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Nutrition for the elderly… supporting bone health

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Written by Catherine Jeans

Catherine Jeans is one of the leading Nutritional Therapists in the UK. In her first blog for Age Space she writes about the importance of good diet to support healthy bones particularly in old age.

When it comes to nutrition for the elderly, one of the key areas you can help to support with food is bone health. Sometimes we forget that vital connection between the food we eat and our health, but by making simple changes to our diet and nutrition, we can help to protect not only our bones, but also so many other areas of our bodies including our brains, our skin and our heart. It’s never too late to start eating well and looking at what we put on our plates, and in this article I’ll be focusing on food and nutrition to support bone health in the elderly.  

Protecting our bones with the right nutrients 

It’s true, that what we eat throughout our earlier years has the most dramatic impact on our bone health in later years.  We reach peak bone density in our thirties, and then our bone density gradually declines from then on.  However, getting the right diet and nutrients in our later years can help to slow bone loss and protect our bones from becoming brittle and developing osteopenia or osteoporosis, which then puts us at greater risk of fracture.  

When we think about bone nutrition, we automatically think of calcium.  This essential mineral is vital for supporting the bone structure, but we actually need to take one step backwards and look even closer at the vitamins and minerals that help to get that calcium absorbed into the bones in the first place.  

Vitamins D

Let’s start with Vitamin D – without it, our bodies cannot absorb calcium.  This essential vitamin is very limited in foods – you can get a little bit in oily fish such as tuna, mackerel and salmon, egg yolks, liver and some fortified foods.  However you’d have to eat a lot of fish to get your daily requirements of Vitamin D!  Our most important source of Vitamin D comes from the action of the sun on our skin, and unfortunately many of our elderly population, whether living in a home or cared for by relatives or in their own home, don’t get outside enough or get enough sun exposure on their skin.  You can start by helping your relatives to get outside when the sun shines, and rolling up their sleeves as much as you can.  Make sure they don’t burn their skin of course, but 2 to 25 minutes of sun exposure on bare skin is ideal.  

Due to our lack of sun exposure, the UK Department of Health actually advise that all people over the age of 65 should be supplementing Vitamin D3 every day.  You can get Vitamin D from most pharmacies and health food stores – just make sure you get Vitamin D3 rather than D2, as it’s better absorbed. Liquid, spray or capsule form is ideal, rather than tablets.  I’m a big fan of the spray products by Better You which you squirt onto food or into the mouth – around 1000iu (25mcg) per day is ideal.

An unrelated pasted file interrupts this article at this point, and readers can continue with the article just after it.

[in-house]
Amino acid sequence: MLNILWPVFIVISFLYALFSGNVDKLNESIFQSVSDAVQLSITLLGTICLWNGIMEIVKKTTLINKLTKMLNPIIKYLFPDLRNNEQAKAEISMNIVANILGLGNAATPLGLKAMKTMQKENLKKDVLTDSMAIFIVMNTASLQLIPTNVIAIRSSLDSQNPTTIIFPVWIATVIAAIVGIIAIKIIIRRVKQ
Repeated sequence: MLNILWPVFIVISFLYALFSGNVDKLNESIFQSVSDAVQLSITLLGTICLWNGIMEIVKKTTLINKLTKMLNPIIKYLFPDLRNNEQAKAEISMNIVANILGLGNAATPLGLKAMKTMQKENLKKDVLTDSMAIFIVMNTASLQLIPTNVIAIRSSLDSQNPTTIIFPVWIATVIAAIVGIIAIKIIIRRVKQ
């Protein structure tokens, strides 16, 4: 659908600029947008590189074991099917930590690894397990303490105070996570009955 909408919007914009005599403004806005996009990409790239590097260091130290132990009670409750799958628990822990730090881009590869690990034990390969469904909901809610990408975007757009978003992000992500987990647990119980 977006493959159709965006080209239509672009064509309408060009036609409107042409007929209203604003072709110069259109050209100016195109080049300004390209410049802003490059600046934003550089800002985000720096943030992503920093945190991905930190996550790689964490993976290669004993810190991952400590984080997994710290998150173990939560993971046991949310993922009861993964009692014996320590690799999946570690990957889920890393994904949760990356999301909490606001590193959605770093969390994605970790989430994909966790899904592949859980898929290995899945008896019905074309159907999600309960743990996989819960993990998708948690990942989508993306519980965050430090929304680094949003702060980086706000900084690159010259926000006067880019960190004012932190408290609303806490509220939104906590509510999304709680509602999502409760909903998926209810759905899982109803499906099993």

Vitamin K

Another important vitamin is Vitamin K, and this vitamin helps to support the absorption of calcium within our bones, rather than in other areas of our body.  There are few food sources of Vitamin K2, which is the form needed for our bones, but these do include fermented foods such as sauerkraut and blue cheese, hard and soft cheese, chicken liver, kidney, grass fed butter (such as Kerrygold or most organic butters), chicken breast and minced beef.   

Magnesium

Magnesium is also another key nutrient for supporting calcium absorption into the body, and it’s one of our most common mineral deficiencies, particularly in the elderly.

Foods rich in magnesium include dark green leafy veg such as spinach, rocket, kale and cabbage (which are also rich in calcium, so a double whammy of goodness!).  Other sources of magnesium include fish, seafood, sunflower seeds and nuts and seeds in general, avocados, yoghurt, dried fruit, dark chocolate and beans. 

 Calcium

Finally, we need to talk about calcium and it’s vital that your relative gets a good daily supply of calciuim rich foods.  There are so many foods aside from the obvious choice of dairy which are rich in calcium.  Aside from some plain yoghurt, cheese or milk, support your loved ones intake of calcium through dark green leafy vegetables, nuts and seeds (if they can’t eat these whole you can use ground almonds or nut butters), tinned sardines (don’t throw those calcium rich bones away), tofu, hummus, sesame seeds, dried and fresh figs, oranges and salmon.   

Catherine Jeans DipION mBANT CNHC is one of the leading Nutritional Therapists in the UK, having worked with over 1000 clients over the past 8 years in practice.  She specialises in providing families with practical solutions to support optimal wellness and a variety of health issues.  Go to her website for recipe inspiration, nutrition tips and practical advice. 

Find more useful information from Catherine on her website the The Family Nutritionist or on her Family Nutritionist Facebook page.

For more information on healthy living visit our Nutrition for Elderly People page or read local Chef Charlie Hodson’s Guide to Amazing Food

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About the author

Catherine Jeans